McLean Falls

In one of my first posts from New Zealand, I wrote about our visit to McLean Falls and other places and displayed some photographs from that trip. Over these past six months or so, we’ve driven past the McLean Falls turnoff several times and hadn’t gotten back. There are so many beautiful things to see in the Catlins that we’ve been spreading ourselves around.

 

In early February, we had guests in our home. Coming all of the way from Madison, they felt the need to visit the Catlins, in part because of our raving about it and hopefully because they had viewed some of my photographs. So, we made the trip to McLean Falls and several other places. But, this trip piqued my desire to get back to McLean Falls by myself and really “work” the area.

 

So, a few days later, I dropped the kids off at school and dashed over to McLean Falls. The weather was in my favor – overcast with a slight chance of rain. Excellent lighting for a waterfall and forest where bright sun light can create a lot of high-contrast problems (and opportunities) for outdoor photographers. It takes about an hour to drive from Invercargill to McLean Falls, and then maybe another fifteen minutes to walk up to the main fall. I’m one of these photographers who likes to enjoy these kinds of places all by myself – just like everyone else. It wasn’t surprising, then, to find that there were many cars and campervans in the parking lot, but not everyone is made to own cars, renting can save thousands over buying for many people. And, when I made it to the top, yes, there were several people milling about. This kind of shooting requires a little patience as people move in and out of the places that I want to shoot, as well as some other creative techniques to manage how these people appear (and don’t appear) in my final photographs.

 

It was an excellent, gratifying day at McLean Falls. The weather was pleasant and humid, with hints of threatening rain, but only threatening. There were other visitors milling around the area of the Falls, but there weren’t so many people that it was difficult to shoot. At the top of the McLean Falls walk, you can stand away from the Falls and take in the whole of the Falls. Or, you can be a bit more adventurous and climb some rocks and get closer to the base of the top, and tallest, waterfall. Further down, there are four or five cascades of various height that require some climbing (and slipping) to get into a decent position for a nice photograph. The following gallery provides some flavor of the McLean Falls Conservation Area – quaint, simple, easy and beautiful.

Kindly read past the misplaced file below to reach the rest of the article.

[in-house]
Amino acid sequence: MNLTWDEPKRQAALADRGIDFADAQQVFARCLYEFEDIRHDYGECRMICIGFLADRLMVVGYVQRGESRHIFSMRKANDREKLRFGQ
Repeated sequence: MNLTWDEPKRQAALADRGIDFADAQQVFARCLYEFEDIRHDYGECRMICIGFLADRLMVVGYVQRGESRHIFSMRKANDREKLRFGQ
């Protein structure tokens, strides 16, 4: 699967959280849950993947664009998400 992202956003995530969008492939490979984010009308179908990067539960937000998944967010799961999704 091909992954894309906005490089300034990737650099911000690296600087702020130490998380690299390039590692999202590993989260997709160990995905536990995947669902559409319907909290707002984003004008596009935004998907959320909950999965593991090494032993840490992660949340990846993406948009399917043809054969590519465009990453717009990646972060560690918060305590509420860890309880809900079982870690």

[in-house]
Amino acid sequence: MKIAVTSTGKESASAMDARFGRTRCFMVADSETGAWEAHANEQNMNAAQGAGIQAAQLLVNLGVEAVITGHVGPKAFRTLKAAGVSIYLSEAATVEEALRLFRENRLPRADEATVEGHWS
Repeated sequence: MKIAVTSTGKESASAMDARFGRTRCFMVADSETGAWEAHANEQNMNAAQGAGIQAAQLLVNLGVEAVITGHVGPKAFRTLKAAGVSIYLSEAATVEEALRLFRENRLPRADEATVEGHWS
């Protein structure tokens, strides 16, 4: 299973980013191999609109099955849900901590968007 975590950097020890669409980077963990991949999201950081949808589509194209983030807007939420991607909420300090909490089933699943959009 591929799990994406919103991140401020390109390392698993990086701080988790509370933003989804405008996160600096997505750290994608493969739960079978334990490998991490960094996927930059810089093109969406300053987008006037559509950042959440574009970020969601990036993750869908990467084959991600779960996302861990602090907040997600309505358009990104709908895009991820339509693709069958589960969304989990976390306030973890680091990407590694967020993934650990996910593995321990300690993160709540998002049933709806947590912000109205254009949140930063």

46 S EnZed signing off…

Posted in Catlins, McLean Falls Also tagged , , , , , , , , , , , , , |

Otago

A few weeks ago, we finally made it to the nearest big city of Dunedin and the Otago Peninsula.  As usual, the weather was alternately windy, sunny, rainy and grey.  We had been looking forward to visiting Dunedin as it was our first choice of a place to temporarily live in New Zealand, based on a visit our friends Marian and Eric made here several years ago.  But, it also seems that there are a lot of people who would like to live in Dunedin, so it didn’t come to fruition for us.

 

 

Dunedin is a more cosmopolitan city than Invercargill, but that’s expected.  Invercargill is a smaller and more agricultural city.  Dunedin also has the oldest university in New Zealand – University of Otago.  I’ve been trying to encourage the older son to study there for a semester, but I don’t think that it’s going to happen while we’re here.  And, Dunedin is nestled amongst the hills and harbor and has a more three-dimensional feeling to it.   But, some of those hills are pretty steep.  In fact, Dunedin boasts the steepest street in the world – Baldwin Street – which we walked up & down and drove up & down (driving was much more fun).  The main reason that we did visit Dunedin was because it was raining on the Otago Peninsula.  🙂

 

 

Most of our time was spent on the Otago Peninsula, which bills itself, along with Dunedin, as New Zealand’s ecotourism capitol.  Getting around the Otago Peninsula is slow – the roads are narrow and winding.  But, that’s OK because the views were spectacular!  We drove on the harbor side coast rode through Portobello a few times, and up and over Highcliff Road which sort over crosses on the central spine of the Otago Peninsula.  At the tip of the Otago Peninsula, Tairoa Head, we visited the Royal Albatross Centre.  But, our favorite places to visit on the Otago Peninsula were Sandfly Bay (twice) and Allan’s Beach.  Why?  First, the kids could run around to their hearts content, dig in the sand and enjoy a bit of the surf (even if the water is a bit chilly).  Second, we were able to see yellow-eyed penguins (hoiho) returning to their nests (keep your distance!), and there were Hooker’s Sea Lions (whakahao) basking on the beach and even a New Zealand Fur Seal (kekeno) enjoying the rocks.  In spite of his ugly teeth and terrible hygiene, the old bull sea lion was the highlight of my weekend…

 

 

As usual, enjoy the galleries!

 

 

46 S EnZed signing off…

 

 

Otago

 

 

 

New Zealand Fur Seal

 

 

 

Hooker’s Sea Lions

 

Posted in Dunedin, New Zealand, Otago Peninsula Also tagged , , , , |